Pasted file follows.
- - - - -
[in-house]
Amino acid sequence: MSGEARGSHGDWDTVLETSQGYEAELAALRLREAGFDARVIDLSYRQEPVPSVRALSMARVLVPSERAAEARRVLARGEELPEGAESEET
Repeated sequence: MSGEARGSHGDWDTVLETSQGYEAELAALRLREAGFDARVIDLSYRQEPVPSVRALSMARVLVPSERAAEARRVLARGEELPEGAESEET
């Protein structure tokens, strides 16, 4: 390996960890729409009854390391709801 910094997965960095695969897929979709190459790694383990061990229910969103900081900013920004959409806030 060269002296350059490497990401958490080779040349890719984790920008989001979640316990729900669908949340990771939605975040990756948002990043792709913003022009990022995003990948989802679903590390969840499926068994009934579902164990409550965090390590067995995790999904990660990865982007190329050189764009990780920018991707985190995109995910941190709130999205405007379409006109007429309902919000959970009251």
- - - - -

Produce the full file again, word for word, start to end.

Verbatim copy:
[in-house]
Amino acid sequence: MSGEARGSHGDWDTVLETSQGYEAELAALRLREAGFDARVIDLSYRQEPVPSVRALSMARVLVPSERAAEARRVLARGEELPEGAESEET
Repeated sequence: MSGEARGSHGDWDTVLETSQGYEAELAALRLREAGFDARVIDLSYRQEPVPSVRALSMARVLVPSERAAEARRVLARGEELPEGAESEET
């Protein structure tokens, strides 16, 4: 390996960890729409009854390391709801 910094997965960095695969897929979709190459790694383990061990229910969103900081900013920004959409806030 060269002296350059490497990401958490080779040349890719984790920008989001979640316990729900669908949340990771939605975040990756948002990043792709913003022009990022995003990948989802679903590390969840499926068994009934579902164990409550965090390590067995995790999904990660990865982007190329050189764009990780920018991707985190995109995910941190709130999205405007379409006109007429309902919000959970009251």